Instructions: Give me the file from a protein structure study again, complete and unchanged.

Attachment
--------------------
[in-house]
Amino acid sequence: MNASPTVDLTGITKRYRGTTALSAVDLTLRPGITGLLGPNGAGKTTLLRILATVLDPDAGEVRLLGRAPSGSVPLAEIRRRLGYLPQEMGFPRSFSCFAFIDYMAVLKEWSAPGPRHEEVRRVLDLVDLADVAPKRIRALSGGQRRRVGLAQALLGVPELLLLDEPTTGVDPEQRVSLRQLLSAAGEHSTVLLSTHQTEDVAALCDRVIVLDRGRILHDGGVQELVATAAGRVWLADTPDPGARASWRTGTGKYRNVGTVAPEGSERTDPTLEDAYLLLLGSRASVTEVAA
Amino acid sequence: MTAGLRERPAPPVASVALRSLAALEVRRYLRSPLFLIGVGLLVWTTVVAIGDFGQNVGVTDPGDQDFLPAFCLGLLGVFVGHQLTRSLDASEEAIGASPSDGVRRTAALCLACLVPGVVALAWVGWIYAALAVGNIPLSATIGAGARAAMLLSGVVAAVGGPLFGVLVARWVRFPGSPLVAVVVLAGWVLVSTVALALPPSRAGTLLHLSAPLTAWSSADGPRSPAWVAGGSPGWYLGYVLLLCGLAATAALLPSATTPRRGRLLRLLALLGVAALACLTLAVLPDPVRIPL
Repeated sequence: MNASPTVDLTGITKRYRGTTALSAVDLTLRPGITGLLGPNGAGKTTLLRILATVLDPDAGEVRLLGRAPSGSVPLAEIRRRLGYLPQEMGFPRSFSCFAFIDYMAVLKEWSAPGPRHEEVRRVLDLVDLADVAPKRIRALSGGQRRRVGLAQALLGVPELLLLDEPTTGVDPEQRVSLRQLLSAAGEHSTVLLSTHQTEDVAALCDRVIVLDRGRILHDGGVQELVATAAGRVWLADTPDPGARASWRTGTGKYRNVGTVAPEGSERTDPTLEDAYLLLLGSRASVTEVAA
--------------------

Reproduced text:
[in-house]
Amino acid sequence: MNASPTVDLTGITKRYRGTTALSAVDLTLRPGITGLLGPNGAGKTTLLRILATVLDPDAGEVRLLGRAPSGSVPLAEIRRRLGYLPQEMGFPRSFSCFAFIDYMAVLKEWSAPGPRHEEVRRVLDLVDLADVAPKRIRALSGGQRRRVGLAQALLGVPELLLLDEPTTGVDPEQRVSLRQLLSAAGEHSTVLLSTHQTEDVAALCDRVIVLDRGRILHDGGVQELVATAAGRVWLADTPDPGARASWRTGTGKYRNVGTVAPEGSERTDPTLEDAYLLLLGSRASVTEVAA
Amino acid sequence: MTAGLRERPAPPVASVALRSLAALEVRRYLRSPLFLIGVGLLVWTTVVAIGDFGQNVGVTDPGDQDFLPAFCLGLLGVFVGHQLTRSLDASEEAIGASPSDGVRRTAALCLACLVPGVVALAWVGWIYAALAVGNIPLSATIGAGARAAMLLSGVVAAVGGPLFGVLVARWVRFPGSPLVAVVVLAGWVLVSTVALALPPSRAGTLLHLSAPLTAWSSADGPRSPAWVAGGSPGWYLGYVLLLCGLAATAALLPSATTPRRGRLLRLLALLGVAALACLTLAVLPDPVRIPL
Repeated sequence: MNASPTVDLTGITKRYRGTTALSAVDLTLRPGITGLLGPNGAGKTTLLRILATVLDPDAGEVRLLGRAPSGSVPLAEIRRRLGYLPQEMGFPRSFSCFAFIDYMAVLKEWSAPGPRHEEVRRVLDLVDLADVAPKRIRALSGGQRRRVGLAQALLGVPELLLLDEPTTGVDPEQRVSLRQLLSAAGEHSTVLLSTHQTEDVAALCDRVIVLDRGRILHDGGVQELVATAAGRVWLADTPDPGARASWRTGTGKYRNVGTVAPEGSERTDPTLEDAYLLLLGSRASVTEVAA